Sun journalists arrested in UK over alleged bribery


Rupert Murdoch is flying to London after five of The Sun tabloid’s most senior staff have been arrested in ongoing inquiry into alleged bribery. The new arrests at Britain’s bestselling newspaper will further rock News International, which is still dealing with the closure last July of sister tabloid the News of the World over its journalists hacking voicemail of murdered schoolgirl Milly Dowler, politicians and celebs.

Murdoch said he is pledging his support for the paper amid rumors that it faces closure. Murdoch’s “total commitment” to continue to own and publish the Sun was sent to News International staff by CEO Tom Mockridge after the journalists were arrested. Mockridge confirmed with the UK Guardian that the five journalists are deputy editor Geoff Webster, picture editor John Edwards, chief reporter John Kay, chief foreign correspondent Nick Parker and deputy news editor John Sturgis.

The Sun’s editor, Dominic Mohan, said: “I’m as shocked as anyone by today’s arrests but am determined to lead the Sun through these difficult times. I have a brilliant staff and we have a duty to serve our readers and will continue to do that. Our focus is on putting out Monday’s newspaper.”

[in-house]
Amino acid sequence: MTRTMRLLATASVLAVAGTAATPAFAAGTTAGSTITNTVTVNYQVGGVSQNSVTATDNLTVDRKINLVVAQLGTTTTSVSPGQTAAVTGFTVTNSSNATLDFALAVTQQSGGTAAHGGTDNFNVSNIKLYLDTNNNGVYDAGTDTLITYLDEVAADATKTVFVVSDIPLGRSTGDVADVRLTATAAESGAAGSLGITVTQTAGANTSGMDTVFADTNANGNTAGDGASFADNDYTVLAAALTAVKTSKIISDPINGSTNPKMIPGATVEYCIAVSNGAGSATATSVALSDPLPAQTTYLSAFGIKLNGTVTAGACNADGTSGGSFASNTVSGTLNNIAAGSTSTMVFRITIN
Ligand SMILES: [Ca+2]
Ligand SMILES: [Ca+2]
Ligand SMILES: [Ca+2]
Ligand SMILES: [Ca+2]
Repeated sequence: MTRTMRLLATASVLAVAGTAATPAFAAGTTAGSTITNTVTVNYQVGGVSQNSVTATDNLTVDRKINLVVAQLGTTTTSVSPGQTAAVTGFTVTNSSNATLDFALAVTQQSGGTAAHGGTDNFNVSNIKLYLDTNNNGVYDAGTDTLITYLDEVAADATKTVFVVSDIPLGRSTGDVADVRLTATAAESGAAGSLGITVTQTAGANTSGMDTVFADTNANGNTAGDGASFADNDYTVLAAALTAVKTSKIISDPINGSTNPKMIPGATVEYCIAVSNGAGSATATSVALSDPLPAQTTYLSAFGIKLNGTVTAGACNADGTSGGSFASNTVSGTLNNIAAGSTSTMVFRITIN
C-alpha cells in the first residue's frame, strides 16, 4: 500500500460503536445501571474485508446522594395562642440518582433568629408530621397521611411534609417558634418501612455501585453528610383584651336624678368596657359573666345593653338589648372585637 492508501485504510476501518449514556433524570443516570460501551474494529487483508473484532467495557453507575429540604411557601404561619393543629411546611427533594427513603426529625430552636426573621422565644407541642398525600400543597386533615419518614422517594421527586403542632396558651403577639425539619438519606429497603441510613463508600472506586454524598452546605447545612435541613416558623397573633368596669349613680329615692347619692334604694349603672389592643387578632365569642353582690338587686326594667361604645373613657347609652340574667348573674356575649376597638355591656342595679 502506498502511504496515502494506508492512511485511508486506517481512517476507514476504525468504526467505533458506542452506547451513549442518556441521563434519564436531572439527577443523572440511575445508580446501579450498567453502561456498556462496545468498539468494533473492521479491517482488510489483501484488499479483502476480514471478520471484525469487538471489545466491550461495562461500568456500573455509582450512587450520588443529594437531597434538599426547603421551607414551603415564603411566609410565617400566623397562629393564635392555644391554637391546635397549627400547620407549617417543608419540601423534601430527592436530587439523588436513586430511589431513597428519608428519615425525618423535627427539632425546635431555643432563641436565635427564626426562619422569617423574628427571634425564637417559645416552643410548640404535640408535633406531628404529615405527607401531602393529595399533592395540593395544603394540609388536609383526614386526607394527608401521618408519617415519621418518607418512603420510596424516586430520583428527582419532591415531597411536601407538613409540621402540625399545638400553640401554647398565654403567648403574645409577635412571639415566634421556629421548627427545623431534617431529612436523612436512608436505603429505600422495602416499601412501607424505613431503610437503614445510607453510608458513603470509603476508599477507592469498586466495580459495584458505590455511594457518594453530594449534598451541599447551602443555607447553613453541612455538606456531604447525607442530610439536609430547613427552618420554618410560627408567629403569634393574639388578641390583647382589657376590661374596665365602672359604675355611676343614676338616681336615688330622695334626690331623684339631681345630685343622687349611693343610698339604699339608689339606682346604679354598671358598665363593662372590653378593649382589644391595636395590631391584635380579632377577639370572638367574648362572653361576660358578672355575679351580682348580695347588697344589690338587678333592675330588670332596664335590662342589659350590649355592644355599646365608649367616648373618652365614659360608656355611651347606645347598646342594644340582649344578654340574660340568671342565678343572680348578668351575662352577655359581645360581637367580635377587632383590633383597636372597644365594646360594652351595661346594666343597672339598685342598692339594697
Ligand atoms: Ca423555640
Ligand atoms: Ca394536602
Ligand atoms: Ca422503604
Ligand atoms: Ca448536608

A News International source said Mohan was not resigning.

Sky News reported that Murdoch is flying into the UK to reassure Sun staff that he will not close the paper in the wake of the latest arrests. Murdoch is expected to visit News International staff in London towards the end of next week.

In an email to News International staff, Mockridge said he “had a personal assurance today from Rupert Murdoch about his total commitment to continue to own and publish The Sun newspaper.”

Amid accusations from the National Union of Journalists that Sun staff were being sacrificed to save Murdoch’s reputation, Mockridge added that he had written to the Independent Police Complaints Commission to seek clarification on its oversight of the Elveden investigation into the Sun.

The worsening crisis at the tabloid could have wider ramifications for the Murdoch media empire. It could certainly intensify the Foreign Corrupt Practices Act investigation into News Corp. in the US. The arrests reportedly could lead to fines, director firings and asset sales in the UK. The developments could also lead to the broadcasting watchdog Ofcom reviewing Murdoch’s control of Sky television in the UK. But these are all worst-case scenarios.

A police officer, a Ministry of Defence employee and a member of the armed forces were also arrested at their homes on Saturday on suspicion of corruption, misconduct in a public office and conspiracy in relation to both. All five of the journalists, the Ministry of Defense employee and the member of the armed forces were released on bail on Saturday night until May (the police officer until March).